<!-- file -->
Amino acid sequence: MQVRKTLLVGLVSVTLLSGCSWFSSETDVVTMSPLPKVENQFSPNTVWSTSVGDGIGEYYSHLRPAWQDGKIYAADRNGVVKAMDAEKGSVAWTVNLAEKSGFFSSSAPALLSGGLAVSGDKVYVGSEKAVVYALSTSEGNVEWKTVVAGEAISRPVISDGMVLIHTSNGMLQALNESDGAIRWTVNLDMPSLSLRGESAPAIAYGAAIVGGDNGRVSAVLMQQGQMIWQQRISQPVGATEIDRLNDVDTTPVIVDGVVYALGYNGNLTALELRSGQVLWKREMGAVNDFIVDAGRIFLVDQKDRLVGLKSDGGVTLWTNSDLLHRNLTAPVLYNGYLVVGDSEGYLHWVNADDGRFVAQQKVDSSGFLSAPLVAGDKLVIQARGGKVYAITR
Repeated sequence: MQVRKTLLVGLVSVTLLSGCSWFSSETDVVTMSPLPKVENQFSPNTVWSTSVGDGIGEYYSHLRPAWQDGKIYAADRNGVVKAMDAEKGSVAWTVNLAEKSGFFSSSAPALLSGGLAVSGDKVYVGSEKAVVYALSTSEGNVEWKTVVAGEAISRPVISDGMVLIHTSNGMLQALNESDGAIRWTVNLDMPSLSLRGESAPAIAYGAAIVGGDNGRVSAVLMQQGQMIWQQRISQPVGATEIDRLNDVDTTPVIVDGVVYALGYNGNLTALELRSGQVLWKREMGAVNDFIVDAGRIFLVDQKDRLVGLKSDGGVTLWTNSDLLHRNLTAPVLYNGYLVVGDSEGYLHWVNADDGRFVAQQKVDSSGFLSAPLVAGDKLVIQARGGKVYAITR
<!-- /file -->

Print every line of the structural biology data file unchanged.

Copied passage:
Amino acid sequence: MQVRKTLLVGLVSVTLLSGCSWFSSETDVVTMSPLPKVENQFSPNTVWSTSVGDGIGEYYSHLRPAWQDGKIYAADRNGVVKAMDAEKGSVAWTVNLAEKSGFFSSSAPALLSGGLAVSGDKVYVGSEKAVVYALSTSEGNVEWKTVVAGEAISRPVISDGMVLIHTSNGMLQALNESDGAIRWTVNLDMPSLSLRGESAPAIAYGAAIVGGDNGRVSAVLMQQGQMIWQQRISQPVGATEIDRLNDVDTTPVIVDGVVYALGYNGNLTALELRSGQVLWKREMGAVNDFIVDAGRIFLVDQKDRLVGLKSDGGVTLWTNSDLLHRNLTAPVLYNGYLVVGDSEGYLHWVNADDGRFVAQQKVDSSGFLSAPLVAGDKLVIQARGGKVYAITR
Repeated sequence: MQVRKTLLVGLVSVTLLSGCSWFSSETDVVTMSPLPKVENQFSPNTVWSTSVGDGIGEYYSHLRPAWQDGKIYAADRNGVVKAMDAEKGSVAWTVNLAEKSGFFSSSAPALLSGGLAVSGDKVYVGSEKAVVYALSTSEGNVEWKTVVAGEAISRPVISDGMVLIHTSNGMLQALNESDGAIRWTVNLDMPSLSLRGESAPAIAYGAAIVGGDNGRVSAVLMQQGQMIWQQRISQPVGATEIDRLNDVDTTPVIVDGVVYALGYNGNLTALELRSGQVLWKREMGAVNDFIVDAGRIFLVDQKDRLVGLKSDGGVTLWTNSDLLHRNLTAPVLYNGYLVVGDSEGYLHWVNADDGRFVAQQKVDSSGFLSAPLVAGDKLVIQARGGKVYAITR